Type gripe #1: Why I don’t have a “favorite” font

December 6th, 2010

As a typography specialist and educator, one of the first (and most common) question I’m asked in my travels is “What is your favorite font?” If I had a dollar for every time I’m asked this, I could buy an iPad or two!

It is completely understandable to get this question from non-designers such as friends, family, and as a “conversation-starter” at a party (UGH!) or other social or networking gatherings from people whom I’ve just met. In fact, I can even see it coming — when upon my reply to the inevitable question, “what do you do?” I see the eyebrows raise, the facial muscles come alive, the head tilt to the side or forward just the slightest bit, and the face perk up in general in anticipation of asking their very “clever” (and predictable) question. This is forgivable for non-professionals. But, unfortunately, I am asked this question on a regular basis from design students and professionals alike.

So what is my reply, and why do I have a problem with this question? First let me start off by saying I am not into font bashing, font snobbery, or font elitism. I don’t pretend to be able to recognize every single font upon sight, nor do I try to impress with my knowledge of fonts, typeface design, typesetting conventions, and the like (unless I am ‘on the clock’ so to speak, and even then it is more information-sharing than impressing). I don’t want to see everyone using the same fonts (as me or anyone else), in the same way, or to get them to design or use type exactly the way I do.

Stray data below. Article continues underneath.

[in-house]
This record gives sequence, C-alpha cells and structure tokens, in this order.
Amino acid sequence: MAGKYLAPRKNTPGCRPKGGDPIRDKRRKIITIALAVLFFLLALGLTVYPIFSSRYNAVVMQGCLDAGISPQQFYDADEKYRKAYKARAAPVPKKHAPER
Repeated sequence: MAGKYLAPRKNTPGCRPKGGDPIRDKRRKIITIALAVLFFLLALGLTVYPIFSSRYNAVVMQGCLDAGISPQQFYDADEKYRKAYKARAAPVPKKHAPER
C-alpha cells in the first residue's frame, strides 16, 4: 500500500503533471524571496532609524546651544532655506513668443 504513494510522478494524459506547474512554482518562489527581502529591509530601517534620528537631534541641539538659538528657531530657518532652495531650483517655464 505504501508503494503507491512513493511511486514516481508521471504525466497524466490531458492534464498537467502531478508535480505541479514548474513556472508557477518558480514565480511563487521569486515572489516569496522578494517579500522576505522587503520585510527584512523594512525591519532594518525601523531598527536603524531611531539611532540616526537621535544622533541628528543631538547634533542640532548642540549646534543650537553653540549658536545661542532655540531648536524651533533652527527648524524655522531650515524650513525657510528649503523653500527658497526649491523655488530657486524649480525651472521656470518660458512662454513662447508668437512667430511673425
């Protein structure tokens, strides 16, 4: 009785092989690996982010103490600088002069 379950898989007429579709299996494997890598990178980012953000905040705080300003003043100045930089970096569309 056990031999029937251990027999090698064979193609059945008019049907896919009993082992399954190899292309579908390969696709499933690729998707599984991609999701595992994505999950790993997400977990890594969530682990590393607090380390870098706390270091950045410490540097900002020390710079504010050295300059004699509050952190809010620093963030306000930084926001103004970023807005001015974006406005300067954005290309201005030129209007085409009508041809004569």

What I do want to see, in a perfect typographic world, is everyone (designers and non-designers alike) becoming more equipped to make their own font decisions, that is, to be able to make better decisions regarding what font to use for any particular job. What I try to achieve in all of my typographic endeavors is to give designers a better understanding of what factors go into how to select a typeface, such as understanding the goals of the job and/or client as well as the demographics of the target audience. But just as important (and the more challenging of the two) is to educate designers how to “see” type in terms of understanding what makes a good typeface. (If this reduces the dependency by some on free fonts, all the better!). My goal is to help increase one’s typographic visual acuity which will (hopefully) lead to more confidence in identifying the individual features and characteristics of each typeface, and subsequently the selection of the right font(s) for the job.

It does no favor at all to a student or designer to tell them my favorite fonts, just to have them use it in their next design project. That robs them of them of the very critical task — the font exploration — that should precede any design job, and in fact, should probably take a lot more time than it currently does for many designers. (There have been times when I have spent many hours on the preliminary font exploration, and then a much shorter time to execute the actual piece.)

It matters not that my logo and business identity use Harmonia Sans, that I set my book, Type Rules! in Scala and ITC Blair, or for that matter, that I have an admiration for Coquette, any more than it matters what design motif or color scheme I use in my home, what brand jeans I wear, or what music is currently on rotation in my iTunes — these choices are all very personal and are what define me as an individual. Font choices should represent individual choices in a similar manner, albeit within the context of what works best for the job at hand, and not solely as an expression of personal taste.

So there, that is my typographic beef #1. Thoughts, anyone?

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